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1. The gap between design speed and desired operating speed. Drivers usually make speed decisions based on the design speed of the road, not the posted speed. This is significant because design speed is almost always set higher than the desired operating speed, the speed that is appropriate to the road’s context. This is intended, under our current transportation planning paradigm, to be a kind of a safety allowance for vehicles; if the driver goes a little faster than is “reasonable,” the road can accommodate that. Engineers frequently set the design speed at 5 to 10 mph over the expected operating speed, which means they are designing the road to be safely driven at 5 mph faster than the speed at which 85% of users are expected to drive (PPS 2008). When the roadway is signaling drivers that they can safely drive faster than the posted speed, it is not surprising that drivers often choose to speed. Some jurisdictions are changing the way they address speed when they build roadways. The Smart Transportation Guidebook (2008) recommends that most types of roadways be designed with the goal of making the design speed, operating speed, and the posted speed all the same. The New Jersey DOT and Pennsylvania DOT require streets to be planned with design speeds equal to desired operating speeds, and the Vermont Agency of Transportation allows a roadway’s design speed to be equal to or less than the posted speed (PPS 2008). America Walks strongly recommends that American roads be designed and built with the explicit goal of setting design speed equal to posted speed and operating speed. This approach will allow for traffic flow while creating a safer, more welcoming environment for all road users. 2. Reliance on 85th percentile for evaluating changes to speed limits Many communities have issues with existing roadways where posted speeds are inappropriately high for the context, creating an unsafe environment for road users. When a roadway is under review for a possible speed limit change, many states require that the 85th percentile speed be a major factor in establishing posted speed. The problem with this is that drivers make choices that seem reasonable based on the cues they get from the roadway, rather than on what they would think to be reasonable if they spent some time in the community. This creates a feedback loop in which engineers create roads that cue drivers that they can safely go faster than the posted speed, and then engineers use

What about the Green Book? The Green Book is sometimes considered to be the last word in road design; its standards are often adopted wholesale by states, and the Federal Highway Administration has adopted parts of the Green Book as the standard for the National Highway System. However, it is worth noting that the Green Book was initially created as a design guideline for state DOTs designing federally funded highways, which are typically rural. It has only recently been adapted for urban considerations such as surrounding land use, and it remains weak on urban contexts. Furthermore, the Green Book is intended to provide guidance only, and is not a regulatory document. It is actually somewhat flexible on speed ranges, and many engineers have exercised professional discretion in designing new or redesign existing streets with traffic calming measures to reduce automobile speeds (often while maintaining or improving traffic flow).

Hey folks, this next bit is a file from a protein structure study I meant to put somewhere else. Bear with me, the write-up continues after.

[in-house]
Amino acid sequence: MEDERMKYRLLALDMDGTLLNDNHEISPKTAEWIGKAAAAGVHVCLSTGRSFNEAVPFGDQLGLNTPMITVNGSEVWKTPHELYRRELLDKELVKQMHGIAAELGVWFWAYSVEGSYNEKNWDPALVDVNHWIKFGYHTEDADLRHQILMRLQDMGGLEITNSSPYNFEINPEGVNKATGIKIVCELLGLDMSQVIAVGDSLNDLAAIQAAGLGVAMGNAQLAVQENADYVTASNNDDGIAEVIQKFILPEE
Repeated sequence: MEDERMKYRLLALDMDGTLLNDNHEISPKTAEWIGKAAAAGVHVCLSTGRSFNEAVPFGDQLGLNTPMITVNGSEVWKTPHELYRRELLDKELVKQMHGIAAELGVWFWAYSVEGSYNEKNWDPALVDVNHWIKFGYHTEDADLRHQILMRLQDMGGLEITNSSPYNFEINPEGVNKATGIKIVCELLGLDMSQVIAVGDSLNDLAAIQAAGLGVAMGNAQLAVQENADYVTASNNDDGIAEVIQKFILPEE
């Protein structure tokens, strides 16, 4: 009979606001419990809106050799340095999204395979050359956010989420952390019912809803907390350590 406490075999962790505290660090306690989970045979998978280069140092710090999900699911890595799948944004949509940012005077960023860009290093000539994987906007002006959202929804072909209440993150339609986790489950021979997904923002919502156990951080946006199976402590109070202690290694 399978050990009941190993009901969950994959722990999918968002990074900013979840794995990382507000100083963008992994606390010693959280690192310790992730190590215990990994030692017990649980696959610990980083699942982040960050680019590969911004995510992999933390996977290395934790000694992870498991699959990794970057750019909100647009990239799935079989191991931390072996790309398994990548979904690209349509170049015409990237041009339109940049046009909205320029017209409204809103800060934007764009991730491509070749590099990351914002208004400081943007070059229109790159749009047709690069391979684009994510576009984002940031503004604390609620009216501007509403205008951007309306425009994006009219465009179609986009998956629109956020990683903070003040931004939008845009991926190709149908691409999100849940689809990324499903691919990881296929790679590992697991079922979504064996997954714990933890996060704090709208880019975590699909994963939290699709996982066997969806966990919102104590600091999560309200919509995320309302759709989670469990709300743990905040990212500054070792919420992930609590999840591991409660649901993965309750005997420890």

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those drivers’ speed choices to indicate what is a “reasonable” speed to drive on that road. Many states allow the use of additional factors to determine an appropriate speed limit, though almost all weigh the 85th percentile most heavily. Other factors that may be considered include: ● Road type and condition ● Crash history ● Location and type of access points ● Existing traffic control devices ● Sight distances ● Traffic volumes ● Lane and shoulder width ● Test run speed ● Parking practices ● Pedestrian activity ● Land use In the interest of increasing traffic safety, state DOTs should be encouraged, to the extent possible, to weigh these other factors more heavily than the 85th percentile. 3. The assumption that higher design speed makes roads safer Road design elements that contribute to higher design speed include wide lanes, long sightlines, wide shoulders, and other factors that are intended to be “forgiving” in the case of random driver error. For example, many engineers believe that one way to make a road “safer” is to remove objects from the roadside to create a “clear zone” so that a car leaving the roadway is less likely to run into anything (Dumbaugh& Li 2011). The Green Book includes the statement that “every effort should be made to use as high a design speed as practical in the interests of safety” (AASHTO 2004, p. 67 as cited in Dunbaugh & Li, 2011). This emphasis on reducing the effects of a crash on the vehicle and its occupants does nothing to reduce the effects of the crash on people and things outside the car, and does nothing to prevent the crash from happening in the first place. Furthermore, in urban areas, crashes happen predictably more often in places where there are relatively higher traffic speeds, and more conflicts between roadway users (Dumbaugh& Li 2011). Road design should aim to prevent crashes through reduction of speed, particularly around intersections, rather than mitigating the effects of crashes on vehicle occupants. This approach is common in European cities, and there are many proven, effective tools available. 4. The prioritization of automobile mobility goals over other community goals The way our streets are currently designed prioritizes higher speeds over other community goals, such as the economic development of individual streets and neighborhoods, safe access for people walking to destinations and transit, activating public spaces, and children’s safety. In